When you declare a class, you are really making a template for the creation of objects. You list all the variables the object should have and all the functions it will need. Sometimes these are called properties and methods, respectively. Note that inside the curly braces you can only declare variables with the var statement or declare functions.
Defining a class
When you declare a property, you don't specify a data type. It is a variable like any other, and it may contain an integer, a string, or even another object. Depending on the situation, it might be a good idea to add a comment near the declaration of the property that states its intended use and data type. When you declare a method, you do so just as you would a function outside a class definition. Both methods and properties exist within their own scope, or name space. That means you can safely create methods that have the same name as functions declared outside of class definitions without conflicts. An exception to this are built-in functions. For example, you cannot have a print method.
Aside from the variables passed as arguments, methods contain a special variable called this. It stands for the particular instance of the class. You must use this to refer to properties and other methods of the object. Some object-oriented languages assume an unqualified variable that refers to a local property, but in PHP any variables referred to within a method are simply variables local to that scope. Note the use of the this variable in the constructor for the user class.
If you choose to declare a function within a class that has the same name as the class itself, the function will be considered a constructor and will be executed immediately upon creating an object from that class. Typically the constructor is used to initialize the object's properties. Like any other function, the constructor may have parameters and even default values. You can set up classes that allow you to create an object and set all its properties in one statement. Unlike other languages, PHP does not allow for destructors—functions that execute when the instance is deleted. However, if you choose to use unset on an object, all the memory associated with that object will be freed. In situations where you must execute some code when you finish using an object, create your own shutdown function and remember to call it.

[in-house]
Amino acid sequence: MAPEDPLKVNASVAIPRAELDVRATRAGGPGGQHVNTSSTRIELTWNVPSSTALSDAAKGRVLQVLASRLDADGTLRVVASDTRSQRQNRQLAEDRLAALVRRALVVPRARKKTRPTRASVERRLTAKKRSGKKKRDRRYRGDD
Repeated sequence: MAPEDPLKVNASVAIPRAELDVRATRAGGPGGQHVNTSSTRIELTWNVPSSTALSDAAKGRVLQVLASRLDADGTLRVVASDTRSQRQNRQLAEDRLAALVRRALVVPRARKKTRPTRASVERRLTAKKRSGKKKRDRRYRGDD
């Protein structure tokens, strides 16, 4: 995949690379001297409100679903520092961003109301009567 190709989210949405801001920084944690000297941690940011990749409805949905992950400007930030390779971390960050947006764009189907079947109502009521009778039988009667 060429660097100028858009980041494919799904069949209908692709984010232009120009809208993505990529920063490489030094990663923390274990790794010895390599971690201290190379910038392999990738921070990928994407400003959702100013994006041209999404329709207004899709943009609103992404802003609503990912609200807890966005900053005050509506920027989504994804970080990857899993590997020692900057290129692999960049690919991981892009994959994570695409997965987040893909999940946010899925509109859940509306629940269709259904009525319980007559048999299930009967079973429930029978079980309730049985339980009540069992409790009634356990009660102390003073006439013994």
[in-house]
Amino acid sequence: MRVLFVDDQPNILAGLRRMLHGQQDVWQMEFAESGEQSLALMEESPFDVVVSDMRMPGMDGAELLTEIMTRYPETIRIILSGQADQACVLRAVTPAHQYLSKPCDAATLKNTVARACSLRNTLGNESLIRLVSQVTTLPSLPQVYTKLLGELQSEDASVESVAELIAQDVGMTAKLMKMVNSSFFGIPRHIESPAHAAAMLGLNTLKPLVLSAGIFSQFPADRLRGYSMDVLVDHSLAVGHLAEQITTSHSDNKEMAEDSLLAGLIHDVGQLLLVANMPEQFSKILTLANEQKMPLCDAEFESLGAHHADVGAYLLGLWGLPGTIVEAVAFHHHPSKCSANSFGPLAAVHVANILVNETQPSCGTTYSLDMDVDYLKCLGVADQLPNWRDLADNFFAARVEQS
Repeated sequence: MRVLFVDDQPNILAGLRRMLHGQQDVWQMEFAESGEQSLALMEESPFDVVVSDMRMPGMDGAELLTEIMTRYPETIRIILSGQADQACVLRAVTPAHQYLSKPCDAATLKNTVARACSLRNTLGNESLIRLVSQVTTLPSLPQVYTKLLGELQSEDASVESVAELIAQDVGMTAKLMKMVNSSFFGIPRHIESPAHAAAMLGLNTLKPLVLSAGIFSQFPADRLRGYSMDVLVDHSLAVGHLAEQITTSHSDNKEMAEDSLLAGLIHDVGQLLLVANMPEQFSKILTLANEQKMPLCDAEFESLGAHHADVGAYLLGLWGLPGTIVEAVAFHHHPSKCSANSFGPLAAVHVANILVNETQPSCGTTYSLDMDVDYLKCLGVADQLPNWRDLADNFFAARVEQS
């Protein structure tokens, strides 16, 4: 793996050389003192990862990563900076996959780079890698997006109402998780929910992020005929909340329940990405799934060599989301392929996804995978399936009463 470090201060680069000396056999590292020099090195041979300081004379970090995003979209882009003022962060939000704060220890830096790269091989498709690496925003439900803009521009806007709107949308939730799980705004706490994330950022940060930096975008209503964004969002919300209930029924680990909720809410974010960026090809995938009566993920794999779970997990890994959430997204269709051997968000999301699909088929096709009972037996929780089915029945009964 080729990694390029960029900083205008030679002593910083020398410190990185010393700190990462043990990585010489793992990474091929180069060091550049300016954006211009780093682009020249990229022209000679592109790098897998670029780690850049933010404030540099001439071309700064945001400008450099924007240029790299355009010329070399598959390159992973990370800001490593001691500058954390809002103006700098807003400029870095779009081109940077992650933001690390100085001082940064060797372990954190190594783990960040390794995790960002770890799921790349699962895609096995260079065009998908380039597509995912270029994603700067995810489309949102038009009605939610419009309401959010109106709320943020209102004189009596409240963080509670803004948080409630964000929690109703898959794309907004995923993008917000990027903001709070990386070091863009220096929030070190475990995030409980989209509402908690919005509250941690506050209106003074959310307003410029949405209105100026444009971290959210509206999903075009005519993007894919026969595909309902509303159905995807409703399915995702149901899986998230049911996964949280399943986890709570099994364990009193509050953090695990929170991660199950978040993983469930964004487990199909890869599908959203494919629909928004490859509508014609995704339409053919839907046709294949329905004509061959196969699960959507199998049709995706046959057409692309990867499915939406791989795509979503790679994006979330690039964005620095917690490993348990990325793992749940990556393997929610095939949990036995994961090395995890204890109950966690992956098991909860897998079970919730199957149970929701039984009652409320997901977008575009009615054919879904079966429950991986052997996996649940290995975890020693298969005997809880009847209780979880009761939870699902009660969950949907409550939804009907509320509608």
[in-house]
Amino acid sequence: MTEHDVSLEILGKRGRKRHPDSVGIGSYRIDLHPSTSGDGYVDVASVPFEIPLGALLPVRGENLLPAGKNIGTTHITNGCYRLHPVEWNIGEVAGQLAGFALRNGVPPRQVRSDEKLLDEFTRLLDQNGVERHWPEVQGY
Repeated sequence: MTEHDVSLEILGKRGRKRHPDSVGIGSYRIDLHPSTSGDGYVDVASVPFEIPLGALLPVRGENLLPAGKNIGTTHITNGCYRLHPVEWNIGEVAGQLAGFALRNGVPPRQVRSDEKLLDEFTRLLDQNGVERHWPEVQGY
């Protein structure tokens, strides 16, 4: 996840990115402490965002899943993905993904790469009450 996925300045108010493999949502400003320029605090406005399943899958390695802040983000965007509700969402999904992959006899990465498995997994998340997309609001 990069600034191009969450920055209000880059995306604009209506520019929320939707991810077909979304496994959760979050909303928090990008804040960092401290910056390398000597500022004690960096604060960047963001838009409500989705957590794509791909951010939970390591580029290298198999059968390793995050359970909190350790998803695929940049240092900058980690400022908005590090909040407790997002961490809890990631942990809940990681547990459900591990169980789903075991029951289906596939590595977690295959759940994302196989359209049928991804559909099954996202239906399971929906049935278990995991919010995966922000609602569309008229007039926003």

One powerful aspect of classes is inheritance, the idea that a class can extend the functionality of another class. The new class will contain all the methods and properties of the class it extends, plus any others it lists within its body. You may also override methods and properties from the extended class.
One issue you might wonder about is whether and how constructors are inherited. While they are inherited along with all other methods, they cease to have the property of being called when an object is created from the class. If you require this functionality, you must write it explicitly by calling the parent class's constructor within the child class's constructor.
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An Introduction To Php
Variables, Operators, And Expressions
Classes And Objects
I/o And Disk Access
Time, Date, And Configuration Functions
Parsing And String Evaluation
Sorting Searching And Random Numbers
Integration With Html
Efficiency And Debugging
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